May 2013 concluded the sixth meeting of the Rotterdam Conference. This conference discusses and votes on changes to the Rotterdam Convention, a multinational treaty promoting shared responsibilities between countries in relation to importation of hazardous materials. This group determines what materials and chemicals are added to a Prior Informed Consent (PIC) procedure.
What is the PIC?
This procedure requires that materials considered dangerous must be clearly labeled as being hazardous in order to help protect workers and those who would otherwise be exposed.
Currently this procedure covers five types of asbestos: Actinolite, Anthophyllite, Amosite, Crocidolite, and Tremolite. A proposal to include the mineral chrysotile asbestos to this list was defeated at the 2013 conference. Of 143 countries attending the conference, seven countries: India, Kazakhstan, Kyrgyzstan, the Russian Federation, Ukraine, Vietnam, and Zimbabwe, opposed the listing of chrysotile asbestos as a hazardous material which lead to the defeat.
While the World Health Organization and other authorities like the United State’s EPA state that, based upon multiple lines of scientific evidence, all forms of asbestos are harmful to human health, these 7 countries continue to claim that chrysotile asbestos is safe, or that it is safe when handled correctly.
The following quote reveals the source of the defeat, “Chrysotile asbestos is recognized by every leading world scientific body as a cause of asbestosis, lung cancer and mesothelioma, as have all other forms of commercially used asbestos that are currently listed on the PIC List,” said Richard Lemen, Ph.D., MSPH, Assistant Surgeon General (ret.), Rear Admiral, USPHS (ret.); Adjunct Professor, Rollins School of Public Health, Emory University. “But because chrysotile asbestos remains the only type of asbestos commercially exploited, those countries having a financial stake in its continued use have placed profit and greed over the protection of the public’s health, in order to promote this carcinogenic product. Today, a few countries have again blocked chrysotile’s listing on the PIC by claiming it is not hazardous and can be used safely. It is a farce for them to suggest continued ‘controlled use’ since by blocking its listing, the consumer is never informed of chrysotile’s hazardous nature. Thus, the pandemic of asbestos-induced diseases that the world is currently experiencing will continue to grow as thousands more uninformed users of this cancerous material will face disease and death in their future. The action of these few countries represents a callous disregard for human dignity and life.”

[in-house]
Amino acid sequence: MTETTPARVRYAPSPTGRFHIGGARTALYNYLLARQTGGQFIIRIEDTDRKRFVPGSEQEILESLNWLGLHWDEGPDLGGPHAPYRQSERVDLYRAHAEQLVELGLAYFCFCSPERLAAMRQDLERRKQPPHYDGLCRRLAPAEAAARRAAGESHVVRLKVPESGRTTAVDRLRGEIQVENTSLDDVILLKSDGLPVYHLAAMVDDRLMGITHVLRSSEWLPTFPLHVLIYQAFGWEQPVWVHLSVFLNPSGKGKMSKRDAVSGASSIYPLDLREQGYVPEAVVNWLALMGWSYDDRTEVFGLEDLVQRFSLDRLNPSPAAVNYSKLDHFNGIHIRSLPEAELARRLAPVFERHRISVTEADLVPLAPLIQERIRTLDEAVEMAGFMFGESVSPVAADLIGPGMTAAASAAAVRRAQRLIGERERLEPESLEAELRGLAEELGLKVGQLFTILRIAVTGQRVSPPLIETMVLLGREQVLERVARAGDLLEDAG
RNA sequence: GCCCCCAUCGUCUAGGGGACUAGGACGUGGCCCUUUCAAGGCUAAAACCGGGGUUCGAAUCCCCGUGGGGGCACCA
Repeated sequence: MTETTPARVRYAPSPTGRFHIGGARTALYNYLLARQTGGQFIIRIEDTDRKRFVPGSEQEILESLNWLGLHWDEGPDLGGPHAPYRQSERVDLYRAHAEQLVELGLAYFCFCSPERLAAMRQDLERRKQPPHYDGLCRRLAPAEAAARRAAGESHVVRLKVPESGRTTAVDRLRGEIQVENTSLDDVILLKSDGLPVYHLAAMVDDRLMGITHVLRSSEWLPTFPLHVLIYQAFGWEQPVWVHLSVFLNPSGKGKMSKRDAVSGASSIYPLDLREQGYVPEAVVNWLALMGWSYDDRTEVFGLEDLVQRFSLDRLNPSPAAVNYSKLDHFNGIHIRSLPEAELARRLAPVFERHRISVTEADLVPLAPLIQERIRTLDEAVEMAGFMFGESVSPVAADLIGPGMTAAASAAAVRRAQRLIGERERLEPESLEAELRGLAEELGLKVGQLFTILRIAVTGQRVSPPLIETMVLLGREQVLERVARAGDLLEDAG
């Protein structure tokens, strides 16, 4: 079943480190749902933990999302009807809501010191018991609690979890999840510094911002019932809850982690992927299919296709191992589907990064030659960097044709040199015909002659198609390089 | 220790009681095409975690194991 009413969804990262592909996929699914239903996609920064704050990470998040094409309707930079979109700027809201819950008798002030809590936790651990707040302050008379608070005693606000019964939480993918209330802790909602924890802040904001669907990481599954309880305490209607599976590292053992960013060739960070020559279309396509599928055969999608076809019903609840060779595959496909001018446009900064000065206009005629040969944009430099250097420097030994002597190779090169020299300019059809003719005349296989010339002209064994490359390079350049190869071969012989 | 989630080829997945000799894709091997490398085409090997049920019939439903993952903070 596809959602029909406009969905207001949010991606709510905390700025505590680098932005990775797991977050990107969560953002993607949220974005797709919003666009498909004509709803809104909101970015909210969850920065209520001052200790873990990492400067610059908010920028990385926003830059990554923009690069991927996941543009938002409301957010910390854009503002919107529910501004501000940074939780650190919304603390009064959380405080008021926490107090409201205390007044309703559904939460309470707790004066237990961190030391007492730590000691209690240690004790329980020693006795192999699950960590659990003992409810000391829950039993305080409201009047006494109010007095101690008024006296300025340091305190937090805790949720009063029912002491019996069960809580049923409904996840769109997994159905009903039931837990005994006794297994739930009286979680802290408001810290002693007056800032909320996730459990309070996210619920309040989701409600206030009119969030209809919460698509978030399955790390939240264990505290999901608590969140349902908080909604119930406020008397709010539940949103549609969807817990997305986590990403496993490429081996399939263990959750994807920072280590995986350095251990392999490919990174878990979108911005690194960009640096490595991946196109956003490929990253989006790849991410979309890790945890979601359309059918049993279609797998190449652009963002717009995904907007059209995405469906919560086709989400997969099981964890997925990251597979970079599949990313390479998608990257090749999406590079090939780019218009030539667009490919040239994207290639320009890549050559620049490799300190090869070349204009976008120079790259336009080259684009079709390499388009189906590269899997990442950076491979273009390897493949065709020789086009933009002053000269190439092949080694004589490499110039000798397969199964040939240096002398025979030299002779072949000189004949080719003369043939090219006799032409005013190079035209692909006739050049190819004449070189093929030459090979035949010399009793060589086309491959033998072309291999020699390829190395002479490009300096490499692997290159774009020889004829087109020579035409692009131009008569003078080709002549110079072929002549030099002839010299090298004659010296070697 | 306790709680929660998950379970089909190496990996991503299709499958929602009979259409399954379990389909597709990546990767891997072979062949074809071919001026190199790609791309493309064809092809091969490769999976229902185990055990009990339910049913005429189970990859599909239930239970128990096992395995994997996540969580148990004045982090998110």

The fight continues.
Linda Reinstein, Co-Founder and President of the Asbestos Disease Awareness Organization (ADAO) promised, “Asbestos victims around the world will not be silenced by thugs and criminals profiting from the deadly toxic trade. Instead, we will turn our grief, pain, and anger into action as we continue global educational and advocacy initiatives to collaboratively ensure chrysotile asbestos will be added to the PIC List at the 2015 Rotterdam Convention.”